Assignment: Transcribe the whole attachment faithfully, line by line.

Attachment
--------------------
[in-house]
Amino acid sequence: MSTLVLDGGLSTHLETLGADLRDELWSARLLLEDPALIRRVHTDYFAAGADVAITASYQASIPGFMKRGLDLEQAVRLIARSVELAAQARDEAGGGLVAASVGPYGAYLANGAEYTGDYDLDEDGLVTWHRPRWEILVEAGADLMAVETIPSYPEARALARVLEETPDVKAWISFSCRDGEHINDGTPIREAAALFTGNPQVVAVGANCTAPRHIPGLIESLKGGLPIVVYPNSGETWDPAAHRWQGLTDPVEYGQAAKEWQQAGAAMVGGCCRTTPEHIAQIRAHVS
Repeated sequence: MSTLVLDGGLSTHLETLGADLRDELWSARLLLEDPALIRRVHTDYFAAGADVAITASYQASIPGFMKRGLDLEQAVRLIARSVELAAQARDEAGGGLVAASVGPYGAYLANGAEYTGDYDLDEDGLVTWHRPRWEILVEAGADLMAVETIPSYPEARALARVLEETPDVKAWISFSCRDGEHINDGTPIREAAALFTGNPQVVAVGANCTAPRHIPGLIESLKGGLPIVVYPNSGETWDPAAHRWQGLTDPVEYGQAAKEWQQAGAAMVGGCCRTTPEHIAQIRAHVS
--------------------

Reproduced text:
[in-house]
Amino acid sequence: MSTLVLDGGLSTHLETLGADLRDELWSARLLLEDPALIRRVHTDYFAAGADVAITASYQASIPGFMKRGLDLEQAVRLIARSVELAAQARDEAGGGLVAASVGPYGAYLANGAEYTGDYDLDEDGLVTWHRPRWEILVEAGADLMAVETIPSYPEARALARVLEETPDVKAWISFSCRDGEHINDGTPIREAAALFTGNPQVVAVGANCTAPRHIPGLIESLKGGLPIVVYPNSGETWDPAAHRWQGLTDPVEYGQAAKEWQQAGAAMVGGCCRTTPEHIAQIRAHVS
Repeated sequence: MSTLVLDGGLSTHLETLGADLRDELWSARLLLEDPALIRRVHTDYFAAGADVAITASYQASIPGFMKRGLDLEQAVRLIARSVELAAQARDEAGGGLVAASVGPYGAYLANGAEYTGDYDLDEDGLVTWHRPRWEILVEAGADLMAVETIPSYPEARALARVLEETPDVKAWISFSCRDGEHINDGTPIREAAALFTGNPQVVAVGANCTAPRHIPGLIESLKGGLPIVVYPNSGETWDPAAHRWQGLTDPVEYGQAAKEWQQAGAAMVGGCCRTTPEHIAQIRAHVS